By Alexander Lawrence Ames
Three doctoral candidates in the History of American Civilization program, as well as a program alum, shared their research at an international material culture symposium held in Mainz, Germany, from December 14th – 17th. Titled “Objects of Refuge/Refuge of Objects,” the symposium examined the material culture of refugee movement, along with the various theoretical and methodological approaches scholars bring to the study of artifacts. According to the symposium program, “the aim of this symposium is to reflect historically, methodologically, and theoretically on the material dimensions of ‘refuge,’ that is, on the way in which objects generate or confound refuge, or accompany or encumber refugees, in short, the materiality conditioning both the refuge and the refugees.”
The symposium was a collaboration of the Obama Institute for Transnational American Studies at the Johannes Gutenberg University in Mainz, the Center for Material Culture Studies at the University of Delaware, as well as the Winterthur Museum, Garden, & Library.
American Civilization program alum Rebecca Sheppard of the Center for Historic Architecture & Design at the University of Delaware presented a paper titled “Landscapes of Refuge: Recovering the Materiality of Underground Railroad Landscapes in Delaware,” which she co-authored with Catherine Morrissey, also of the Center for Historic Architecture & Design. American Civilization doctoral candidate Michelle Everidge Anderson read a paper titled “‘Housing is More Than Shelter’: The Material Culture of Migration in the United States.” Doctoral candidate Jesse Kraft presented “The Money of Refuge: How it Survived the Transit.” Candidate Alexander Lawrence Ames read a paper titled “‘The Quill is My Plow’: Religious Refuge, Reading, and Writing in German-Protestant Pennsylvania, ca. 1750-1850.”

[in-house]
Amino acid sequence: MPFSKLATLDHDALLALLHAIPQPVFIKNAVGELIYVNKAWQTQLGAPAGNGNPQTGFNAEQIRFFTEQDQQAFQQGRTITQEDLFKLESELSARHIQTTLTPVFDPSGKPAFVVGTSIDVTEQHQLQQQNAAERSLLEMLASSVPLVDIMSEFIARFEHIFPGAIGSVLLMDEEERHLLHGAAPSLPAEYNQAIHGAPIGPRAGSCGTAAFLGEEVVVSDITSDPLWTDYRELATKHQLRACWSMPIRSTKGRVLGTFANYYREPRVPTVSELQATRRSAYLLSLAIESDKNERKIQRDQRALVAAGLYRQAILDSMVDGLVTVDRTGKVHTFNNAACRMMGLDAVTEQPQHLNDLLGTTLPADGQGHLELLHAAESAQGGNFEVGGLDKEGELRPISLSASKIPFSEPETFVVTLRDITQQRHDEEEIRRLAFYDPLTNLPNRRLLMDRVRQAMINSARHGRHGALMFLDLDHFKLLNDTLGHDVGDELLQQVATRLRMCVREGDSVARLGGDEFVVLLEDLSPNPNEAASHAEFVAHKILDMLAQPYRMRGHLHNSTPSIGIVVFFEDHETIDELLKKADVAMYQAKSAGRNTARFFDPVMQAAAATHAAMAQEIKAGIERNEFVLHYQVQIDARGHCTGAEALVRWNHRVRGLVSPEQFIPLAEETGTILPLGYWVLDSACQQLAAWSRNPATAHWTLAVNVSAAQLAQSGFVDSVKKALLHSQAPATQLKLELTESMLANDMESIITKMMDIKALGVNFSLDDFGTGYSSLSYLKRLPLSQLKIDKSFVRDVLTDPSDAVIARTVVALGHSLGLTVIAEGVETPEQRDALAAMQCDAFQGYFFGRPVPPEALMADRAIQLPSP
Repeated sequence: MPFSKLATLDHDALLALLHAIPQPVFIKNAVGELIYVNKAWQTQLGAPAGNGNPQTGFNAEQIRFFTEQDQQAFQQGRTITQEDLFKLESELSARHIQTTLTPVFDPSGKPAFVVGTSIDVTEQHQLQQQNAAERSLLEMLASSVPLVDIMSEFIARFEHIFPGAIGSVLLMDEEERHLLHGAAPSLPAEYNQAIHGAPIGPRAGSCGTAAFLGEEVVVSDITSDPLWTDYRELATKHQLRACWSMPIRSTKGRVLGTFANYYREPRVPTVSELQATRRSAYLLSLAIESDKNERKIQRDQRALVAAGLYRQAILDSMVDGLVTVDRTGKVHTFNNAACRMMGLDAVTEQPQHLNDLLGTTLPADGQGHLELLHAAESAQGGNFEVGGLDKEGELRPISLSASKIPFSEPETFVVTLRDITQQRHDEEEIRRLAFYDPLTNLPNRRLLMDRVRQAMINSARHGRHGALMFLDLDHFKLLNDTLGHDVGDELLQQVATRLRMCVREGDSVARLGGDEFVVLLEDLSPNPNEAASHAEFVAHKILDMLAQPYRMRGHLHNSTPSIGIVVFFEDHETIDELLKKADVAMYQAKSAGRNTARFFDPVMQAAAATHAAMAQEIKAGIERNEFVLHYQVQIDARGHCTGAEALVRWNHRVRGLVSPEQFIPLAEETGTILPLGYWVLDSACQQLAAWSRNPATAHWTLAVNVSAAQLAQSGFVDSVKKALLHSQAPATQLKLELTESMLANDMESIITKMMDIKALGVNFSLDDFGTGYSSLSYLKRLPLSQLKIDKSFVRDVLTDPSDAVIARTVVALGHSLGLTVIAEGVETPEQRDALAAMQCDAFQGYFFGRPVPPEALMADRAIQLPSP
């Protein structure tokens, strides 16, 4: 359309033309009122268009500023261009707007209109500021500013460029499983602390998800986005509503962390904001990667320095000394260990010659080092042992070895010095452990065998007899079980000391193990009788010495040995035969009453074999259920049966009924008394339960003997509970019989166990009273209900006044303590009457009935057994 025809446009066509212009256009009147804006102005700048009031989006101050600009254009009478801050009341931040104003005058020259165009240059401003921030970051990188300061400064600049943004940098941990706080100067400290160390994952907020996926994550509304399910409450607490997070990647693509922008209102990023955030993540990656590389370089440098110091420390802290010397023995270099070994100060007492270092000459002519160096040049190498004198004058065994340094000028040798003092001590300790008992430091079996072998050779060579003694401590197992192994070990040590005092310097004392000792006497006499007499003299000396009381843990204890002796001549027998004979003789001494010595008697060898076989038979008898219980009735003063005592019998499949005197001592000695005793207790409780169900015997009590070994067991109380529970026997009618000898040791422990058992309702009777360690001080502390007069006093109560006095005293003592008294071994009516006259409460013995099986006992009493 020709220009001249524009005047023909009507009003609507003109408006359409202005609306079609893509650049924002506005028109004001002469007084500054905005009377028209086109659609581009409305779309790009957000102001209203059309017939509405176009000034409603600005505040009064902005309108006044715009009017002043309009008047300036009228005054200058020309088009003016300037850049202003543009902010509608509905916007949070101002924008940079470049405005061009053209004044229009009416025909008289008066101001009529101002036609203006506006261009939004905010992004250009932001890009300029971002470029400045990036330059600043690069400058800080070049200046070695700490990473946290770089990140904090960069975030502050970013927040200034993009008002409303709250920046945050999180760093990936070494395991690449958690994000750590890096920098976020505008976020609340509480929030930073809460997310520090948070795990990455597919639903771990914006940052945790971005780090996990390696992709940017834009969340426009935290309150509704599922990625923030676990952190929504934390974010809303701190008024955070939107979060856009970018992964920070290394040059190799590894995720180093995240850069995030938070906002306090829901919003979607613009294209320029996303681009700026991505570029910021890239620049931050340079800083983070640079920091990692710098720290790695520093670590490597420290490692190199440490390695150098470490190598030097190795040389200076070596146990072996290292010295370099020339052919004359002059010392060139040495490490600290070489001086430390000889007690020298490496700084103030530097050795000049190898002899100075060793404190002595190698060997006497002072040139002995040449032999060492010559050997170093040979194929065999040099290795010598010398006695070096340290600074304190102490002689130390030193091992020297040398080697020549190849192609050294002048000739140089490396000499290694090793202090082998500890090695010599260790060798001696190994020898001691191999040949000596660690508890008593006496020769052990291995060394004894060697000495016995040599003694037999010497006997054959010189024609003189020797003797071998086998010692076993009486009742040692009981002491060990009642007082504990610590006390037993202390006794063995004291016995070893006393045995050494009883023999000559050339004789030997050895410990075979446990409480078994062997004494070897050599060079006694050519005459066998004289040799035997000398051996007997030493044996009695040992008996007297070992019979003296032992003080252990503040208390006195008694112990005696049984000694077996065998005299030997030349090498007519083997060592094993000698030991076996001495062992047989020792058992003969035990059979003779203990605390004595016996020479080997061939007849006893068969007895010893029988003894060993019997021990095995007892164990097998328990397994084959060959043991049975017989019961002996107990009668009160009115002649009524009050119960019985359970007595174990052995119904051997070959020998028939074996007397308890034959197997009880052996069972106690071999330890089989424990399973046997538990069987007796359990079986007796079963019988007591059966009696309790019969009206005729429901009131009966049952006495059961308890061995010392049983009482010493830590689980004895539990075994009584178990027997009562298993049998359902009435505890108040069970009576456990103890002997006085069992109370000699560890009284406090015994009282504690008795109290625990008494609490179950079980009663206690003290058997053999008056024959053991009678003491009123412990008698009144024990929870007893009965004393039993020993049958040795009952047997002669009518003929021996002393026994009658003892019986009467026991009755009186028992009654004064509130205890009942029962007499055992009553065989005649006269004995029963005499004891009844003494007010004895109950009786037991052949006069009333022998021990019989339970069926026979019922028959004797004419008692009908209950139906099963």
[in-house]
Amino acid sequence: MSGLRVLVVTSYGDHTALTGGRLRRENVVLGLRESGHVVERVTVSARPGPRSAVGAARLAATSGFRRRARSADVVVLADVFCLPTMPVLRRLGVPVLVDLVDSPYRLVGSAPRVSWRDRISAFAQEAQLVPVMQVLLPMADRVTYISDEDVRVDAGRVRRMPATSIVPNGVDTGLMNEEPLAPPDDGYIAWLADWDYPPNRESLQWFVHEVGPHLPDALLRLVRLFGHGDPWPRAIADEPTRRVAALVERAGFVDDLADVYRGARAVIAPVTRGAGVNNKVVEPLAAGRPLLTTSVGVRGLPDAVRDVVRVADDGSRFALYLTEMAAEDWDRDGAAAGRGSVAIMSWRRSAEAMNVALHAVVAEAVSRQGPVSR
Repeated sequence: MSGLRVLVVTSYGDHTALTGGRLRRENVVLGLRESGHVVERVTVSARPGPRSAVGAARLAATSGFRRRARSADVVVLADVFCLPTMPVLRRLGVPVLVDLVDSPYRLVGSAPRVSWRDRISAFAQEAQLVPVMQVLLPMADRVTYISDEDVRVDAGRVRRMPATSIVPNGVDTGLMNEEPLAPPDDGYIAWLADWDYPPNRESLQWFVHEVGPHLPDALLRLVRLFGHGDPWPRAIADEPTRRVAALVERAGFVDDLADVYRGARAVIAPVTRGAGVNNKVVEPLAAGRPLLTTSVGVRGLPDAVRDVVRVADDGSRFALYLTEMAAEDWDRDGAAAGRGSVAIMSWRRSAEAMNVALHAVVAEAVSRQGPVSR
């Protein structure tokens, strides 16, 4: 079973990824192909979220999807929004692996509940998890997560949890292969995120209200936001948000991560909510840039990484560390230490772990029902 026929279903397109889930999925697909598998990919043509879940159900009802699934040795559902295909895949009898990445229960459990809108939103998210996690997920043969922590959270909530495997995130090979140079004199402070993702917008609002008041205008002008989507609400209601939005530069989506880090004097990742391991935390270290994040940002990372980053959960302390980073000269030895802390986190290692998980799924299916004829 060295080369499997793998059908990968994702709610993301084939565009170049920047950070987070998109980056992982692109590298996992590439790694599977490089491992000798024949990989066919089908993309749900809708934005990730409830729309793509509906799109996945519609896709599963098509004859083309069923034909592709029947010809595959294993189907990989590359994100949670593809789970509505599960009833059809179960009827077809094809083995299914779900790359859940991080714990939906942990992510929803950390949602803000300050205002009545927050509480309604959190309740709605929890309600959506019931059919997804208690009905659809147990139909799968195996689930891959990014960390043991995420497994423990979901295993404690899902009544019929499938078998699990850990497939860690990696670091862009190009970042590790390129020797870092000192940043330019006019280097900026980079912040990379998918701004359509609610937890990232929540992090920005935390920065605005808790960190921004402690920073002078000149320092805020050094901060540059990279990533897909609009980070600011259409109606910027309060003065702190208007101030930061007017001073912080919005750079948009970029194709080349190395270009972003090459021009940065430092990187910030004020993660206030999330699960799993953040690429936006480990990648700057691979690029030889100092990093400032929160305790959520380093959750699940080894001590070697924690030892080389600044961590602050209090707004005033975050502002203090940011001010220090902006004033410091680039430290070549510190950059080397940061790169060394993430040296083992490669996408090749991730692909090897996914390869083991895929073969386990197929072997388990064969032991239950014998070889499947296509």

The symposium offered a rich exchange of ideas surrounding the topic of movement of peoples and objects across space and time, as well as the various approaches to material culture study utilized by scholars today.